Nov 17, 2010  |  NYC.gov

The following are the Mayor’s remarks as delivered today at the US Capitol.

“Senator, thank you, and thank you for introducing the legislation that would establish a sustained, long-term 9/11 health program and that’s what this is all about. The men and women who assisted in the rescue and recovery mission after the devastating attacks of 9/11 are fortunate to have effective advocates such as you and Senator Schumer fighting on their behalf here in Washington, as well as our New York delegation in the House – and they’re all here, too many to mention, but Peter and Carolyn and Anthony and Jerry, everybody else – thank you. You’ve done your part, now it’s up to the Senate.

“And we all know this is an issue of national importance. The destruction of the World Trade Center was an attack – and the attack on the Pentagon and in Pennsylvania – these were acts of war against the United States, and the ongoing health care is part of the results of that attack. So this really is a national duty to do something here.

“As you know, the House version of the 9/11 health care bill is about two months old, and President Obama has already made clear his intention to sign the bill into law, if it is passed, if it comes to his desk. And so now the responsibility rests with the nation’s senators, who, just like those who assisted in the relief and recovery efforts, hail from all 50 states, as did the victims who died on that day and the people who are getting sick today. They came from all 50 states, and some of them from around the world. And that means that when this piece of legislation comes to the Senate floor for a vote – which we hope will happen very soon – every single U.S. Senator will have a stake in the outcome.

“All of our senators represent someone who answered the call to help our country in its hour of need, and now those brave men and women need our senators to answer their call for help. Many of them are already struggling with health problems. Some are battling serious illnesses; others may have to confront them in the future. And while we can’t prevent anyone from contracting an illness, we can and must ensure sustained funding to treat those who are sick, or could become sick, to continue researching World Trade Center health effects, and to re-open the Victims’ Compensation Fund so that those who worked at Ground Zero and did not show such symptoms until after the Fund’s deadline passed, can receive fair and just compensation. We owe at least that much to the firefighters, police officers, construction workers, community members, and volunteers from across America who contributed to the heroic task of saving lives, and then clearing the debris from the World Trade Center.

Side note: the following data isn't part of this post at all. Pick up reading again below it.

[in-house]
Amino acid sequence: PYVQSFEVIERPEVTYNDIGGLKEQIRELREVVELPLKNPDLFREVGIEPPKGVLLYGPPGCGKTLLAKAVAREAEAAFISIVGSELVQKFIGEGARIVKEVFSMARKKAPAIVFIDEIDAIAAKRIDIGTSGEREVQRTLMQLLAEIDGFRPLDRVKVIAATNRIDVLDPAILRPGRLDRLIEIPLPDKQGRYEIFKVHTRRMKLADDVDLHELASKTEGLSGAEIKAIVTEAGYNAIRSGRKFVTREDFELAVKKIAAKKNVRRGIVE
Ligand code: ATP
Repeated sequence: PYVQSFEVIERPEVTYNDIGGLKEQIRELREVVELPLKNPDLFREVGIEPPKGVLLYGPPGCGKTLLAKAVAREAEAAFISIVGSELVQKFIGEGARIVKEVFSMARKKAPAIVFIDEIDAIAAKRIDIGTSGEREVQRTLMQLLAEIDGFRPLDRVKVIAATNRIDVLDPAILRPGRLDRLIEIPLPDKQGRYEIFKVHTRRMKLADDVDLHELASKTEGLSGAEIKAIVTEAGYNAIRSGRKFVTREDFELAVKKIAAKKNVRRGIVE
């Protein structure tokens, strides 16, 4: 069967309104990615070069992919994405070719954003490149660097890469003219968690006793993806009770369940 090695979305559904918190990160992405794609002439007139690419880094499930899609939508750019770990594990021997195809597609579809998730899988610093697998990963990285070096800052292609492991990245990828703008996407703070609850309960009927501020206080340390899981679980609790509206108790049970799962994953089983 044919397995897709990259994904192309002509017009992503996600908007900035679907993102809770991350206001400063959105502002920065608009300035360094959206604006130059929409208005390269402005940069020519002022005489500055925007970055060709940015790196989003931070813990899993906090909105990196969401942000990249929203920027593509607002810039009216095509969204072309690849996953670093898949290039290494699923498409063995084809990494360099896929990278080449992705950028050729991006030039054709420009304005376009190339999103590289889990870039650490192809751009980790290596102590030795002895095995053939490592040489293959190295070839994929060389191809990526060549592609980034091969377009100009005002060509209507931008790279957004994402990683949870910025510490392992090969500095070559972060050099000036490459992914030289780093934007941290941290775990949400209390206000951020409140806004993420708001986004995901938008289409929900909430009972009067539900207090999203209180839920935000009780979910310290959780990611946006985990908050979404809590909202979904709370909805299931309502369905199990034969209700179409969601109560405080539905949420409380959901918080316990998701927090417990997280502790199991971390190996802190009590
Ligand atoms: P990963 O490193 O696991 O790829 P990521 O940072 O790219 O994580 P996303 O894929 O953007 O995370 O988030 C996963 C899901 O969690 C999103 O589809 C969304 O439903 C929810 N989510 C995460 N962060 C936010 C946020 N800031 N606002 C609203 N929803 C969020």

“That is what I’ve come to Washington to say. I’ve said it privately to some senators I’ve already met with today. I’m saying it publicly here. You know, New York City did not wait for federal support to address the health impacts of 9/11. In the beginning, New York City funded the launch and expansion of the World Trade Center Environmental Health Center at our own Health and Hospitals Corporation. And under the 9/11 Health bill, we would continue to shoulder some of the cost of care provided at our public hospitals and clinics. But today, many of our World Trade Center Centers of Excellence, including the program at Mount Sinai, and the Fire Department of New York’s WTC Medical Monitoring and Treatment Program also rely on federal appropriations from Congress. And in order to continue providing clinical services in the future, they must continue to receive such funding.

“The 9/11 Health and Compensation Act provides for the long-term sustainability of these programs and also the efforts of the World Trade Center Health Registry, which represents our greatest tool for understanding and monitoring the health impacts of 9/11. And until the Senate passes a 9/11 Health bill, the future of all these critical programs – and the lives of many of our most patriotic citizens – remain in jeopardy. New York, and every other state in the nation, is counting on the U.S. Senate to do the right thing, and to do it right now.

“Two months ago we observed the ninth anniversary of 9/11, and before you know it, the tenth anniversary will be upon us. We cannot wait any longer for action on this legislation. Let us work together – both sides of the aisle, now – to ensure that all those who survived the attacks, and all those who risked their lives to save others, receive the health care they need and that they deserve. This is an American obligation, and we all have to come together and make sure it is an obligation that we stand up to and fulfill.”

 


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